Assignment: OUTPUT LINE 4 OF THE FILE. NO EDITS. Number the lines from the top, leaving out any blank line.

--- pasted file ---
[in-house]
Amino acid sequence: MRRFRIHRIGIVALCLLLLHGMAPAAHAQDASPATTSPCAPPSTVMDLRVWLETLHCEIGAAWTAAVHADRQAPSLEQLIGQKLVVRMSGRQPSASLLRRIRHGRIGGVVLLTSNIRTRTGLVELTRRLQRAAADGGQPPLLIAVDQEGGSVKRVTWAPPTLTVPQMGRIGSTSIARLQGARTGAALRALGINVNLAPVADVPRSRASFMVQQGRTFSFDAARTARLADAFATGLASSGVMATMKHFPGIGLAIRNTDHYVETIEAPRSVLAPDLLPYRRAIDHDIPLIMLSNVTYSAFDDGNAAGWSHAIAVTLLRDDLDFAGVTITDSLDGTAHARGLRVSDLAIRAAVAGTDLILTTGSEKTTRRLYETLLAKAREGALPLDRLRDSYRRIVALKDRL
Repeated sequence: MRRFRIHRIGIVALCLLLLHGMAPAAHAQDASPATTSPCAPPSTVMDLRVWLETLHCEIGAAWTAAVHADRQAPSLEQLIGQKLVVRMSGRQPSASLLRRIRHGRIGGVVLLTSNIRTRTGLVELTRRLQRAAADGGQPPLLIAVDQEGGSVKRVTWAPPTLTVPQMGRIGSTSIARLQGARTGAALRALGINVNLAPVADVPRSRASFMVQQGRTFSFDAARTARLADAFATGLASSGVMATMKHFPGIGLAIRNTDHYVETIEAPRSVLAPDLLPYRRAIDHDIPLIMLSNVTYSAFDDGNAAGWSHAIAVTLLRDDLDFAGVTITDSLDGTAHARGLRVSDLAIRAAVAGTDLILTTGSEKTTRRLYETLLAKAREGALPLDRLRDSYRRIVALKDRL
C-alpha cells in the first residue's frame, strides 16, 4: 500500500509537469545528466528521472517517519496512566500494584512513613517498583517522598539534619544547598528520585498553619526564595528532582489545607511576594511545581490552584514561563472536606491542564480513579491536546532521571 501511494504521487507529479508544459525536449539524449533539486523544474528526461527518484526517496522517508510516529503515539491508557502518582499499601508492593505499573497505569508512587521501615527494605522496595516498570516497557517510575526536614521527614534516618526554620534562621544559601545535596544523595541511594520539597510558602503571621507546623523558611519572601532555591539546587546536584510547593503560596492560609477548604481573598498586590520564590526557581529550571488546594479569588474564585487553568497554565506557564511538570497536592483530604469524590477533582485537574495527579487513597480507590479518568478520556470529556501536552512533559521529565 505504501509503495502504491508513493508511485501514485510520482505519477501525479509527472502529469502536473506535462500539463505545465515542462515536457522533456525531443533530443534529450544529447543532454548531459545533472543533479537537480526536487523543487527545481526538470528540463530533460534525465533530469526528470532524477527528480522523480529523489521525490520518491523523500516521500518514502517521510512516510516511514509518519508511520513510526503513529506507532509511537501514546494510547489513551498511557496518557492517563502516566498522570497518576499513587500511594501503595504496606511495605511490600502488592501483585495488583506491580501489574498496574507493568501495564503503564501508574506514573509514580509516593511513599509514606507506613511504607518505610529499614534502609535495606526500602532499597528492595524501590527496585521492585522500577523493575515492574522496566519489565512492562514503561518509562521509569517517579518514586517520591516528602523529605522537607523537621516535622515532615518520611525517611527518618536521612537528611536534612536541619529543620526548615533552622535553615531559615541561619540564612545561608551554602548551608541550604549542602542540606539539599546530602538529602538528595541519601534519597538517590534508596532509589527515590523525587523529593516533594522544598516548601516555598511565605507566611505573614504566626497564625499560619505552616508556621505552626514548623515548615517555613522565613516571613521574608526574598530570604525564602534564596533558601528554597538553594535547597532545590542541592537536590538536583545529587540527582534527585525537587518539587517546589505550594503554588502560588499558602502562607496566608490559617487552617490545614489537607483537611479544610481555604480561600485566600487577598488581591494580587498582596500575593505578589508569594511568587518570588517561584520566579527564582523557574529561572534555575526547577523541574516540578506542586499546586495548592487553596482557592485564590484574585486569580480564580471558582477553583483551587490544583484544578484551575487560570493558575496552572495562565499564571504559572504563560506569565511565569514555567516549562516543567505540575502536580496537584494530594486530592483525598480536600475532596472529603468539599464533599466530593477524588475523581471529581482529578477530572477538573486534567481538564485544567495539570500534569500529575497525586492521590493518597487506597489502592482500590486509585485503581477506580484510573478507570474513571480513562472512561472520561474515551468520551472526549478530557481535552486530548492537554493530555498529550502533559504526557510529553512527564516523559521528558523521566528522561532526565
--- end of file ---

C-alpha cells in the first residue's frame, strides 16, 4: 500500500509537469545528466528521472517517519496512566500494584512513613517498583517522598539534619544547598528520585498553619526564595528532582489545607511576594511545581490552584514561563472536606491542564480513579491536546532521571 501511494504521487507529479508544459525536449539524449533539486523544474528526461527518484526517496522517508510516529503515539491508557502518582499499601508492593505499573497505569508512587521501615527494605522496595516498570516497557517510575526536614521527614534516618526554620534562621544559601545535596544523595541511594520539597510558602503571621507546623523558611519572601532555591539546587546536584510547593503560596492560609477548604481573598498586590520564590526557581529550571488546594479569588474564585487553568497554565506557564511538570497536592483530604469524590477533582485537574495527579487513597480507590479518568478520556470529556501536552512533559521529565 505504501509503495502504491508513493508511485501514485510520482505519477501525479509527472502529469502536473506535462500539463505545465515542462515536457522533456525531443533530443534529450544529447543532454548531459545533472543533479537537480526536487523543487527545481526538470528540463530533460534525465533530469526528470532524477527528480522523480529523489521525490520518491523523500516521500518514502517521510512516510516511514509518519508511520513510526503513529506507532509511537501514546494510547489513551498511557496518557492517563502516566498522570497518576499513587500511594501503595504496606511495605511490600502488592501483585495488583506491580501489574498496574507493568501495564503503564501508574506514573509514580509516593511513599509514606507506613511504607518505610529499614534502609535495606526500602532499597528492595524501590527496585521492585522500577523493575515492574522496566519489565512492562514503561518509562521509569517517579518514586517520591516528602523529605522537607523537621516535622515532615518520611525517611527518618536521612537528611536534612536541619529543620526548615533552622535553615531559615541561619540564612545561608551554602548551608541550604549542602542540606539539599546530602538529602538528595541519601534519597538517590534508596532509589527515590523525587523529593516533594522544598516548601516555598511565605507566611505573614504566626497564625499560619505552616508556621505552626514548623515548615517555613522565613516571613521574608526574598530570604525564602534564596533558601528554597538553594535547597532545590542541592537536590538536583545529587540527582534527585525537587518539587517546589505550594503554588502560588499558602502562607496566608490559617487552617490545614489537607483537611479544610481555604480561600485566600487577598488581591494580587498582596500575593505578589508569594511568587518570588517561584520566579527564582523557574529561572534555575526547577523541574516540578506542586499546586495548592487553596482557592485564590484574585486569580480564580471558582477553583483551587490544583484544578484551575487560570493558575496552572495562565499564571504559572504563560506569565511565569514555567516549562516543567505540575502536580496537584494530594486530592483525598480536600475532596472529603468539599464533599466530593477524588475523581471529581482529578477530572477538573486534567481538564485544567495539570500534569500529575497525586492521590493518597487506597489502592482500590486509585485503581477506580484510573478507570474513571480513562472512561472520561474515551468520551472526549478530557481535552486530548492537554493530555498529550502533559504526557510529553512527564516523559521528558523521566528522561532526565